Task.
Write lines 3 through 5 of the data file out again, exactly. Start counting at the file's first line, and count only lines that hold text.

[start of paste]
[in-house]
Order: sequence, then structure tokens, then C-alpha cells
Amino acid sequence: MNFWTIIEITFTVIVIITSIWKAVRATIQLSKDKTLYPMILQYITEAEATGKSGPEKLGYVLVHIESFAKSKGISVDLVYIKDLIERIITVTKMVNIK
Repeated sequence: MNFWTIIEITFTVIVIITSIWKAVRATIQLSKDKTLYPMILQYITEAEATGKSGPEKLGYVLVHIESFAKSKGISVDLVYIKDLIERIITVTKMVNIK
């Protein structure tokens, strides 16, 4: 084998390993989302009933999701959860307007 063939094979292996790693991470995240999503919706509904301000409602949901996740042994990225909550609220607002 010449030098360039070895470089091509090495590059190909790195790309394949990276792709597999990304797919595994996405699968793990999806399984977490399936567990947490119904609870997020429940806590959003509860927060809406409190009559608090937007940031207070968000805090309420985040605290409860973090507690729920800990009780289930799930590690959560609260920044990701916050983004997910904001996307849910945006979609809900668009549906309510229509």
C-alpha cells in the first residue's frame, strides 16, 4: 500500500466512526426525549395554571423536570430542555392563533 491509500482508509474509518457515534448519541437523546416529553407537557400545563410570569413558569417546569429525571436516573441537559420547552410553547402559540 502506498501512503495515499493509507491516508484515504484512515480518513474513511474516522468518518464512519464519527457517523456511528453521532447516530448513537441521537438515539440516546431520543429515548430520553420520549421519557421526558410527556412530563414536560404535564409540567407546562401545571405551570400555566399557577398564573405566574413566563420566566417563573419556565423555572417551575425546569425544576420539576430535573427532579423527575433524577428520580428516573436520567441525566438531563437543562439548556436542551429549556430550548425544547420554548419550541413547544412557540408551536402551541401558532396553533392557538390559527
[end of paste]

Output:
Amino acid sequence: MNFWTIIEITFTVIVIITSIWKAVRATIQLSKDKTLYPMILQYITEAEATGKSGPEKLGYVLVHIESFAKSKGISVDLVYIKDLIERIITVTKMVNIK
Repeated sequence: MNFWTIIEITFTVIVIITSIWKAVRATIQLSKDKTLYPMILQYITEAEATGKSGPEKLGYVLVHIESFAKSKGISVDLVYIKDLIERIITVTKMVNIK
């Protein structure tokens, strides 16, 4: 084998390993989302009933999701959860307007 063939094979292996790693991470995240999503919706509904301000409602949901996740042994990225909550609220607002 010449030098360039070895470089091509090495590059190909790195790309394949990276792709597999990304797919595994996405699968793990999806399984977490399936567990947490119904609870997020429940806590959003509860927060809406409190009559608090937007940031207070968000805090309420985040605290409860973090507690729920800990009780289930799930590690959560609260920044990701916050983004997910904001996307849910945006979609809900668009549906309510229509």